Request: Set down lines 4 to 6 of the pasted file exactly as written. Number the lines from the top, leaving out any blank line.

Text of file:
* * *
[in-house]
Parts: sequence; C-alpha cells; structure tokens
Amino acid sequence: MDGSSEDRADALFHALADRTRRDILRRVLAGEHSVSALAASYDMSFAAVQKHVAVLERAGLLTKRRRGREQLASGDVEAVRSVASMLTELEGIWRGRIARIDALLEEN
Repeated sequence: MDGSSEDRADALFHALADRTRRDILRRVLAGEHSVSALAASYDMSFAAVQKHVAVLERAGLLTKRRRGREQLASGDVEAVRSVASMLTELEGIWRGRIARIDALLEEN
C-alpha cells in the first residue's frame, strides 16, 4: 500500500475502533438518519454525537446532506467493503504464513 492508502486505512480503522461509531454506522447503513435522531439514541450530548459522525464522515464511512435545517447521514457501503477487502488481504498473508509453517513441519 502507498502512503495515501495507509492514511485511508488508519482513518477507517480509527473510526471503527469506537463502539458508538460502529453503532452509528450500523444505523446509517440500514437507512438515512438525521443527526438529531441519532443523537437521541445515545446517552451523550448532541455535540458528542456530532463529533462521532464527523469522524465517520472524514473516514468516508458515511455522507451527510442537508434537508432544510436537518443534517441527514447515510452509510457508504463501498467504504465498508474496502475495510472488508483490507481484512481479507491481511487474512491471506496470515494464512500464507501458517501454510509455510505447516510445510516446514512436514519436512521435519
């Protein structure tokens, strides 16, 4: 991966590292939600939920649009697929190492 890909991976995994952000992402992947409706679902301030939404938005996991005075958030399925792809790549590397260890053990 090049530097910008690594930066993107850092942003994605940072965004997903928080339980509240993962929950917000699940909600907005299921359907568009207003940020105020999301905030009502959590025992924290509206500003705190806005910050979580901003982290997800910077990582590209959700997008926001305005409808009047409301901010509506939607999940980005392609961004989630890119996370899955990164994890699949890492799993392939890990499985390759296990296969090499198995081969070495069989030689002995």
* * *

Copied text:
Repeated sequence: MDGSSEDRADALFHALADRTRRDILRRVLAGEHSVSALAASYDMSFAAVQKHVAVLERAGLLTKRRRGREQLASGDVEAVRSVASMLTELEGIWRGRIARIDALLEEN
C-alpha cells in the first residue's frame, strides 16, 4: 500500500475502533438518519454525537446532506467493503504464513 492508502486505512480503522461509531454506522447503513435522531439514541450530548459522525464522515464511512435545517447521514457501503477487502488481504498473508509453517513441519 502507498502512503495515501495507509492514511485511508488508519482513518477507517480509527473510526471503527469506537463502539458508538460502529453503532452509528450500523444505523446509517440500514437507512438515512438525521443527526438529531441519532443523537437521541445515545446517552451523550448532541455535540458528542456530532463529533462521532464527523469522524465517520472524514473516514468516508458515511455522507451527510442537508434537508432544510436537518443534517441527514447515510452509510457508504463501498467504504465498508474496502475495510472488508483490507481484512481479507491481511487474512491471506496470515494464512500464507501458517501454510509455510505447516510445510516446514512436514519436512521435519
């Protein structure tokens, strides 16, 4: 991966590292939600939920649009697929190492 890909991976995994952000992402992947409706679902301030939404938005996991005075958030399925792809790549590397260890053990 090049530097910008690594930066993107850092942003994605940072965004997903928080339980509240993962929950917000699940909600907005299921359907568009207003940020105020999301905030009502959590025992924290509206500003705190806005910050979580901003982290997800910077990582590209959700997008926001305005409808009047409301901010509506939607999940980005392609961004989630890119996370899955990164994890699949890492799993392939890990499985390759296990296969090499198995081969070495069989030689002995």